Zoning Estoppel

What does “Estoppel” Mean?

Estoppel” is a legal term that simply means “to stop.”  It is used in a variety of contexts to “estop” (or stop) an action when it would be unfair to allow the action to continue.  The purpose of Zoning Estoppel is to stop government agencies from taking actions affecting land use when it would be unfair or unjust to allow the action to continue.

What Is Zoning Estoppel?

Zoning Estoppel” stops local government from changing its position concerning a land development decision when a property owner has relied upon the government’s position, and if it would be unfair to allow the government to change its position.

What is Needed to Invoke Zoning Estoppel?

The zoning authority must commit an act that a property owner relies upon to make a substantial change in position or incur extensive expenses. The zoning authority may be estopped from enforcing its zoning ordinances if doing so would be unjust or unfair, because the property owner relied upon the act.

What Sort of Actions Can Lead to Zoning Estoppel?

The “action” by a zoning authority may be representation made by the authority that a particular development or land use is allowed. The representation must be clear and definite, and made on behalf of the authority itself, not by an employee or even an official within the authority.
Failure to act (or an “omission”) is considered a representation only when the authority had a duty to act, but failed to do so. Silence or inaction alone will not suffice.
In general, statements by employees, zoning officials, or members of planning boards, particularly personal opinions, are not sufficient to constitute an “action” or “representation” by a zoning authority. The representation must be that of the authority, not individuals associated with it.

What Constitutes Reliance on the Zoning Authority’s Actions?

The action by the zoning authority and the reliance by the property owner are interrelated. The property owner’s reliance must be reasonable, considering the nature of the action or representation made. If it is reasonable for a person to rely upon the representation, then estoppel may be possible. On the other hand, if the representation does not clearly indicate that a land use or development is allowed, then reliance is not reasonable.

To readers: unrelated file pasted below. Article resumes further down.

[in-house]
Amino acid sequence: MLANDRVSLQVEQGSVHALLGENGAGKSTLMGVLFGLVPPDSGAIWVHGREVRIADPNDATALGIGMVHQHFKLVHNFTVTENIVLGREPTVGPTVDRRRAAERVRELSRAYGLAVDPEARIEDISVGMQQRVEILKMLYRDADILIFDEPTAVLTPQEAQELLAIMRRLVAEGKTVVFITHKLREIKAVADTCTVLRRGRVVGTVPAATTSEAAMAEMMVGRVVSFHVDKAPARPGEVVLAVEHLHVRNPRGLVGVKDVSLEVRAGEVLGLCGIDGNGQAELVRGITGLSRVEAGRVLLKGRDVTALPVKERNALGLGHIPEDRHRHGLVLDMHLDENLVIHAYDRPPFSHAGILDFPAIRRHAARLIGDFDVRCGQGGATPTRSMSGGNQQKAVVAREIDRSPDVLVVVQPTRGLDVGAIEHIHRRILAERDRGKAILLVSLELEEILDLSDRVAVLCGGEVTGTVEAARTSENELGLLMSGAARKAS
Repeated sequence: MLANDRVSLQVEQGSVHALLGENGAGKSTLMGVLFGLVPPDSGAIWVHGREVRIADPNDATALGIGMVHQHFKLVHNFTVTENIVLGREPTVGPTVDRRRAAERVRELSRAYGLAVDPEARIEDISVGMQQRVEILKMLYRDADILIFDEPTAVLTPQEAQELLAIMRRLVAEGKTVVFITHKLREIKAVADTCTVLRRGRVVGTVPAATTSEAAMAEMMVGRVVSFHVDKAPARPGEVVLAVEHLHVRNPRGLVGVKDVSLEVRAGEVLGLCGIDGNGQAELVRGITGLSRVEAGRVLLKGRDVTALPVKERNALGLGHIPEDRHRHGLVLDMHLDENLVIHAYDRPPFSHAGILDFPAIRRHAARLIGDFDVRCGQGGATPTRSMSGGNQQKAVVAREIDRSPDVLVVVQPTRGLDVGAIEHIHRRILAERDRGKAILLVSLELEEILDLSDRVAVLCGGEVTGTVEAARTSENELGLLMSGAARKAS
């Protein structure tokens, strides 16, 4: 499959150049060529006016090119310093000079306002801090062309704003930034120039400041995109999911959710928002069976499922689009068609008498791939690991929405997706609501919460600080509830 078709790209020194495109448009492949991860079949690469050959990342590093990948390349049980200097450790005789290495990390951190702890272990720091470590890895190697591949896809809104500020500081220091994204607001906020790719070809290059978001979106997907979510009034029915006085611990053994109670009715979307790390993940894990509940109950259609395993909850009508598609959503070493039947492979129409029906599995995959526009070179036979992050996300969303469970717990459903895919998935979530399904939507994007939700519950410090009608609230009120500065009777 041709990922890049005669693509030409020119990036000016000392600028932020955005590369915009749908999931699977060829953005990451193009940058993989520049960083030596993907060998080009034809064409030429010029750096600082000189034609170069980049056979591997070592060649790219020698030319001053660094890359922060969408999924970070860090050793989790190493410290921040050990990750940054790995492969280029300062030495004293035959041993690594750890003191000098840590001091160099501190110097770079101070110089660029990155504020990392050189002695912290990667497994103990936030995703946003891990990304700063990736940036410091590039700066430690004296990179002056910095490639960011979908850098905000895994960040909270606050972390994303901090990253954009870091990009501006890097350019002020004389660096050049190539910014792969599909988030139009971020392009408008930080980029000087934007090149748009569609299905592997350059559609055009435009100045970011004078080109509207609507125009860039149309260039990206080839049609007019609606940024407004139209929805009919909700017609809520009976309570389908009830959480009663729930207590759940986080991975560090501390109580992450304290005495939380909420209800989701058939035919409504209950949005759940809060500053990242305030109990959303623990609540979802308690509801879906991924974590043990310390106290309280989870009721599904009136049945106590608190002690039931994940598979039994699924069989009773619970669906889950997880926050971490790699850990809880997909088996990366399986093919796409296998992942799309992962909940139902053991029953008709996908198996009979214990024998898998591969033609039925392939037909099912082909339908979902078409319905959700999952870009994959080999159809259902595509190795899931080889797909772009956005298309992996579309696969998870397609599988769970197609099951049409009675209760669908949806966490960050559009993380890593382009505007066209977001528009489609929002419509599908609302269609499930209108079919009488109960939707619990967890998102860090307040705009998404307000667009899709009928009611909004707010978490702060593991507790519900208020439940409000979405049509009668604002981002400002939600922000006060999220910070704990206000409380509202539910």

It is also necessary that the reliance be “in good faith,” meaning that a property owner has an obligation to inquire about a proposed land development or use. Also, if the property owner knows that the representation is wrong or incomplete, reliance is not in good faith. Finally, if the use or development requires specific approval (like a conditional use permit or a subdivision plat), making substantial changes without obtaining those approvals would not be good faith reliance.

What Constitutes a Substantial Change in Position or Extensive Expenses?

A significant investment towards establishing a use or beginning a development would be a substantial change. However, simply purchasing property is not sufficient, nor is work that is “general” to property use (such as clearing vegetation), because those investments, even if substantial, could lead to any use. Thus, the “substantial” change must directly relate to establishing the particular land use that the zoning authority represents as allowable.

Does Zoning Estoppel Occur Often?

No. Estoppel occurs only under “extraordinary circumstances,” when necessary to prevent injustice. Government employees and officials can make mistakes, but those mistakes rarely lead to a successful estoppel claim. Property owners are obligated to inquire about land use regulations, and to follow the development approval process, which helps eliminate mistakes and oversights.

What Should a Property Owner Do?

The attorneys at the Office of the Property Rights Ombudsman can assist property owners facing this issue.  Zoning Estoppel is a very complicated subject, involving many legal nuances depending upon each specific situation.  Please contact us at (801) 530-6391.

Cases on Zoning Estoppel

Alta v. Ben Hame Corp.
Morrison v. Horne
Salt Lake County v. Kartchner
Stucker v. Summit County
Utah County v. Baxter
Utah County v. Young
Xanthos v. Salt Lake City Board of Adjustment